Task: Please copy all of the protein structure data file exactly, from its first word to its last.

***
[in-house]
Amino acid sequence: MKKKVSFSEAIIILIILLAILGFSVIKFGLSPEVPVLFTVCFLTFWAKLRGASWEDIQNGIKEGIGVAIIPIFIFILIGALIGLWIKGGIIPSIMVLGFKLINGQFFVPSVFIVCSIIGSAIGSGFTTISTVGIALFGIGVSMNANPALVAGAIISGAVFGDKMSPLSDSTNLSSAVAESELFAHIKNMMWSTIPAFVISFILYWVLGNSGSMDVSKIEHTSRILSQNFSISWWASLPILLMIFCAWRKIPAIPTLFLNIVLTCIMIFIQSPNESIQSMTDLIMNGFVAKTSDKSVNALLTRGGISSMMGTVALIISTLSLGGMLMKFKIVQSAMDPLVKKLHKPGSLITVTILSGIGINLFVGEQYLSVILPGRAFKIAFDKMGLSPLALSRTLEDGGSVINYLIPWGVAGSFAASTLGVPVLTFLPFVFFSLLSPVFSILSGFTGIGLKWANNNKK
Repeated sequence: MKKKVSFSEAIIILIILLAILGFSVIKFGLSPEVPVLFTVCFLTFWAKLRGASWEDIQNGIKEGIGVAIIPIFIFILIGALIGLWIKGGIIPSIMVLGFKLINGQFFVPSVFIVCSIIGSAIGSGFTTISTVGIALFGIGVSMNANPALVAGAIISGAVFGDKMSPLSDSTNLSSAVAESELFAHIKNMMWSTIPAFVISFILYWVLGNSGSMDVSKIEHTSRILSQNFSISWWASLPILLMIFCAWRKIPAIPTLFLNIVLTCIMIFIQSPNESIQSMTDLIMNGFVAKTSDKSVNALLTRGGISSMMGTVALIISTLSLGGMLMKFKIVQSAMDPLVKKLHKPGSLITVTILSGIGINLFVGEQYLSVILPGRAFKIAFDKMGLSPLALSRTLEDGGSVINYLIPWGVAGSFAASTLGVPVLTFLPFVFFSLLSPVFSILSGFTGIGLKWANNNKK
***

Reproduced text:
[in-house]
Amino acid sequence: MKKKVSFSEAIIILIILLAILGFSVIKFGLSPEVPVLFTVCFLTFWAKLRGASWEDIQNGIKEGIGVAIIPIFIFILIGALIGLWIKGGIIPSIMVLGFKLINGQFFVPSVFIVCSIIGSAIGSGFTTISTVGIALFGIGVSMNANPALVAGAIISGAVFGDKMSPLSDSTNLSSAVAESELFAHIKNMMWSTIPAFVISFILYWVLGNSGSMDVSKIEHTSRILSQNFSISWWASLPILLMIFCAWRKIPAIPTLFLNIVLTCIMIFIQSPNESIQSMTDLIMNGFVAKTSDKSVNALLTRGGISSMMGTVALIISTLSLGGMLMKFKIVQSAMDPLVKKLHKPGSLITVTILSGIGINLFVGEQYLSVILPGRAFKIAFDKMGLSPLALSRTLEDGGSVINYLIPWGVAGSFAASTLGVPVLTFLPFVFFSLLSPVFSILSGFTGIGLKWANNNKK
Repeated sequence: MKKKVSFSEAIIILIILLAILGFSVIKFGLSPEVPVLFTVCFLTFWAKLRGASWEDIQNGIKEGIGVAIIPIFIFILIGALIGLWIKGGIIPSIMVLGFKLINGQFFVPSVFIVCSIIGSAIGSGFTTISTVGIALFGIGVSMNANPALVAGAIISGAVFGDKMSPLSDSTNLSSAVAESELFAHIKNMMWSTIPAFVISFILYWVLGNSGSMDVSKIEHTSRILSQNFSISWWASLPILLMIFCAWRKIPAIPTLFLNIVLTCIMIFIQSPNESIQSMTDLIMNGFVAKTSDKSVNALLTRGGISSMMGTVALIISTLSLGGMLMKFKIVQSAMDPLVKKLHKPGSLITVTILSGIGINLFVGEQYLSVILPGRAFKIAFDKMGLSPLALSRTLEDGGSVINYLIPWGVAGSFAASTLGVPVLTFLPFVFFSLLSPVFSILSGFTGIGLKWANNNKK